Rare right whales have given birth to at least six calves so far off the Southeast coast this winter.
The increase comes a year after a no-birth season left researchers worrying if the nearly extinct species could be saved.
The six calves aren't near enough to turn around the prospects for the mammoth whales. But they give researchers trying to save their future a degree of hope despite another disappointing year.
The sixth calf was spotted earlier this week below Saint Augustine by a Florida resident. A survey flight later confirmed it.
"While six is still a low number, any increase in the calf count is good news for the species," said Melanie White of Sea to Shore Alliance, which conducts most of the survey flights but did not confirm this sighting.
A calving season that started slowly is now showing more calves week to week, she said. The calving season is considered to be from January through February.
"At this point in the season it’s looking like it will be another below-average year for calving," said Tom Pitchford, a wildlife biologist for the Florida Fish and Wildlife Conservation Commission.
"Back in the 2000s, when the population was growing, we were seeing over two dozen calves a season," he said. "We’re a long way from the point where calving numbers have recovered."
That's calving numbers, not species numbers.
The Northern right whale is a 60-foot-long, 40-ton mammal with fins as big as boats. Plentiful before being hunted nearly to extinction by whalers in the 19th and 20th centuries, right whales are now the rarest of the large whales, with only abut 450 known to be alive, including only about 100 mature females.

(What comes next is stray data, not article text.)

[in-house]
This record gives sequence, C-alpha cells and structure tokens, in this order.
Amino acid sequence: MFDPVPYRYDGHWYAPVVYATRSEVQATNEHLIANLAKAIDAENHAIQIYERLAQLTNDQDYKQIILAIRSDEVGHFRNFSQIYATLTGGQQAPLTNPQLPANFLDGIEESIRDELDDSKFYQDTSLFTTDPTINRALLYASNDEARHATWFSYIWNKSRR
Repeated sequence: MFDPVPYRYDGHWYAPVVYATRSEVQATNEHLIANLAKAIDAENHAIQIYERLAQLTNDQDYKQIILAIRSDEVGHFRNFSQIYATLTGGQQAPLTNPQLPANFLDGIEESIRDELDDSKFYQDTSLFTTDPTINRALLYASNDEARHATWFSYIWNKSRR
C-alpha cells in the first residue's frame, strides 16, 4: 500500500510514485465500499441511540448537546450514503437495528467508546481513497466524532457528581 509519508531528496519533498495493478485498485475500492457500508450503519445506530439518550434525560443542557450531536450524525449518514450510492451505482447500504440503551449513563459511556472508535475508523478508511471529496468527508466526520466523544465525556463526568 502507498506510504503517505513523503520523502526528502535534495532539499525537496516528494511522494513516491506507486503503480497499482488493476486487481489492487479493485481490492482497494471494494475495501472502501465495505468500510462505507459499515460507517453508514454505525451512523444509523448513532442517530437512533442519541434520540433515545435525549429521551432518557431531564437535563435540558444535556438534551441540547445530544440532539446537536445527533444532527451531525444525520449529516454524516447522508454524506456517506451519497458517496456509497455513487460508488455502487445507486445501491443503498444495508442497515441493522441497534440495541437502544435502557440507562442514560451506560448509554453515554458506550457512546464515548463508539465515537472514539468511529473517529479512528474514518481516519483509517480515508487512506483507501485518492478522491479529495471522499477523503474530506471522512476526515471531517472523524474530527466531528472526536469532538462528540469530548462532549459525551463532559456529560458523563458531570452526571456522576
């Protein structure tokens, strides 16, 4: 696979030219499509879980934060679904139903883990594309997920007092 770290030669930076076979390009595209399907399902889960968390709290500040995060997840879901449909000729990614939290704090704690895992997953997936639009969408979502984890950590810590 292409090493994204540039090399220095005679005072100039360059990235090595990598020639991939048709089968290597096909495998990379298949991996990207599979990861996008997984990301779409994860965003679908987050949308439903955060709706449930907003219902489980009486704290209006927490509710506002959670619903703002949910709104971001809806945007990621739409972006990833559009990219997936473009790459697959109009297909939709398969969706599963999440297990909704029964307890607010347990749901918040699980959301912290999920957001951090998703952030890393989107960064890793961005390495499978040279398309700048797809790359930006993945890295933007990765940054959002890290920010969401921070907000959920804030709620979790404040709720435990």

Their recovery appeared to have turned a corner in recent years; a decade ago, 30 calves were spotted in a single year. But four years of calving decline hit rock bottom last year, when no new calves were born. This would be the fifth year without a significant turnaround.
The species is considered back on the edge of extinction, and its calving females and newborns travel seas that are heavily fished and trafficked by commercial and military ships.
The whales migrate seasonally between rich feeding waters off New England and warmer calving waters from South Carolina to Florida. Pregnant females make the 1,000-mile expedition so close to the coast that a mother and newborn calf pair was spotted in 2005 in the breakers off Pawleys Island near Georgetown.
Recent research by the National Oceanic and Atmospheric Administration came away with staggering findings that nearly all known deaths of females came from fishing line entanglements or ship strikes. None occurred off South Carolina.
The plight of the animals is so dire that they have been cited by environmental groups and a coalition of coastal towns which filed a lawsuit in December to block President Donald Trump from opening up the Atlantic Ocean to oil and gas exploration.
The groups are suing to stop seismic blast exploration using air guns as a violation of the federal Marine Mammal Protection Act. S.C. Attorney General Alan Wilson has joined them in that lawsuit. The guns are considered to deafen and disorient sea mammals such as whales.
All the right whale sightings this winter have been in waters near the Florida-Georgia border, where most of the survey flights take place. Flights off South Carolina were discontinued in 2012 because of a loss of funding, although sightings have been reported since then by private boaters and others.
In January 2016, a young right whale swimming north was spotted just off the Stono Inlet at Folly Beach, the most recent confirmed local sighting.